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Monthly Archives: March 2013

Record-Setting DDoS Attack Occurs, But Did Anybody Using Internet Service Providers New York Notice?

Yesterday, a DDoS or distributed denial of service attack took place against Spamhaus, the world-renowned anti-spam organization. But despite being given the description of ‘massive’, the attack has only seemed to slow, and not completely stop, internet speeds in some global regions including those using internet service providers New York. Interesting results, given that at one point, the flow of traffic to Spamhaus was recorded to be in excess of 300 gigabits per second.

But this wasn’t just a one-time attack; apparently, it’s been going on for a couple of weeks. Beginning at just 10 Gbps, the attacks gradually increased in size until they reach 120 Gbps on the twenty-first of this month. This is the largest DDoS attack ever recorded, but interestingly, it’s been smaller attacks, such as last August’s disruptions to a region serviced by AT&T, and the attack which inspired GoDaddy’s move to Verisign servers last September.

According To IP Address, S. Korea Cyberattack Didn’t Come From DSL Providers In China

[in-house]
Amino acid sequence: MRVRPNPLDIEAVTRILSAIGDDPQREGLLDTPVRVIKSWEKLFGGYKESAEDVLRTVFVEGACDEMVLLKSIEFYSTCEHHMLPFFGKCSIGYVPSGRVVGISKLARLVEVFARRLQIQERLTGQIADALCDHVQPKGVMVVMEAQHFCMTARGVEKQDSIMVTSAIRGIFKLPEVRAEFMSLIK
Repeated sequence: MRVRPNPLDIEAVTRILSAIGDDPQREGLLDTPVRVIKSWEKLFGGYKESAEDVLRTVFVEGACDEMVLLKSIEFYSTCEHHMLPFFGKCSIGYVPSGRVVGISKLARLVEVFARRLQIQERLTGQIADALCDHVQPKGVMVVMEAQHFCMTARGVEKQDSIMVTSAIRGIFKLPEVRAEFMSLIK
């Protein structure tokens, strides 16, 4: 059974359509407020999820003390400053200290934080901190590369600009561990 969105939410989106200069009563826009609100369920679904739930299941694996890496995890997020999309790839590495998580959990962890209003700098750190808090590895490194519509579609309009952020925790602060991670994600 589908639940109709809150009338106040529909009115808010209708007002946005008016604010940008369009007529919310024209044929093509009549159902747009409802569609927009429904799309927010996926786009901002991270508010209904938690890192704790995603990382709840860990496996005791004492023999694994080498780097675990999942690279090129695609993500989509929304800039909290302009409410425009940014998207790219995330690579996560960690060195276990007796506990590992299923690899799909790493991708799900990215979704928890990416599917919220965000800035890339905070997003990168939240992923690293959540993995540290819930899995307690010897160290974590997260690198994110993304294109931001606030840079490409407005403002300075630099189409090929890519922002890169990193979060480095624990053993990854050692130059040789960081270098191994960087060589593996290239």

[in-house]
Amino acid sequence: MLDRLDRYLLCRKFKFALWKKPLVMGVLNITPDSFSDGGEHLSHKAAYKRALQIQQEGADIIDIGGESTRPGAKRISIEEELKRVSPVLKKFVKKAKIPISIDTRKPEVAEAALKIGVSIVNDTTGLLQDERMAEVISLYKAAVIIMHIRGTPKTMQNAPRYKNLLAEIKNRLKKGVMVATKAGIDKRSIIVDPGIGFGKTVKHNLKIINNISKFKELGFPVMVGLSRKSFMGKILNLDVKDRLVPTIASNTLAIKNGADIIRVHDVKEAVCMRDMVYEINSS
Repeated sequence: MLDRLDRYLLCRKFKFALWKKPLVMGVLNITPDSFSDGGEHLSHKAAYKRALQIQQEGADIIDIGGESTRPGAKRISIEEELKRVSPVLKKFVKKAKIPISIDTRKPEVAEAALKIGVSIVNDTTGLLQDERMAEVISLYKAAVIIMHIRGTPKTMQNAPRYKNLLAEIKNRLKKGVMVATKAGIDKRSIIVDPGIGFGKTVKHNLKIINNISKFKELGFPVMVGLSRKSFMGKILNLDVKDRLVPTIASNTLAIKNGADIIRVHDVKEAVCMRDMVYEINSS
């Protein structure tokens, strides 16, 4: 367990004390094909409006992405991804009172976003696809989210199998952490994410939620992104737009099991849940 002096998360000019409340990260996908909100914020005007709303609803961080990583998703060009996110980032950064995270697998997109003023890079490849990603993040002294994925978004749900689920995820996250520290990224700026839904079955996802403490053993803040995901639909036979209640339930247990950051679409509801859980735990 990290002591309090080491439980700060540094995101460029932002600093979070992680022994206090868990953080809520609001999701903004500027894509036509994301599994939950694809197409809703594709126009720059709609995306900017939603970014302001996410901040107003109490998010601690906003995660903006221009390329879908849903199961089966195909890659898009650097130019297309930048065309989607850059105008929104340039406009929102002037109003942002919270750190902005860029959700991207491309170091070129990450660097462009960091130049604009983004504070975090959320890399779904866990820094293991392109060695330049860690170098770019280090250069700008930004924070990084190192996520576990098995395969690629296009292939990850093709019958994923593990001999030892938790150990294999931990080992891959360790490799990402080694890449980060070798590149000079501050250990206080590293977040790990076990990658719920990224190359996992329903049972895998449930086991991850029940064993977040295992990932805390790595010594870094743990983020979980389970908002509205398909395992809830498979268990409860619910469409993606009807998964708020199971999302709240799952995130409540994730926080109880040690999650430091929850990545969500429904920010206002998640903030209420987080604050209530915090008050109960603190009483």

South Korea’s banks and broadcasters were the victims of a cyberattack this week, but the country’s regulators may now have to change their opinion of who the attacker was. Although China’s regulators fingered China as the perpetrator because the IP address came from that country, they are now saying that their attack suspicions from Chinese DSL providers may have been hasty.

However, the accusation wasn’t without reason, as North Korean hackers have been used by China in the past to execute attacks. This has raised tensions in recent months. While the attack may not have come from China, South Korean regulators say they still believe the attack originated overseas, and are continuing their work to pinpoint an exact location. They have identified the malware used in teh attack, called “DarkSeoul”.

Facebook’s Graph Search To Be Improved Via Internet Providers By City

Facebook will be trying to improve its algorithms to expand its Graph Search reach for those accessing the site via internet service providers by city. The details of the company’s plans were posted on its blog yesterday. Graph Search was only launched to a few users at the beginning of the year, but has seen much discussion due to observations by marketers and other users.

Some of the shortcomings of the search include out of date information, and the fact that the search doesn’t consider comments or status updates. The company continues to observe how its search is being used. Engineers determine a possible algorithm improvement, and then test it by trying it out on small user groups. Finally, they compare their results. While no exact algorithms are available to the public, there are some character traits that can hint at their inner workings, such as the use of natural-language processing to make search suggestions.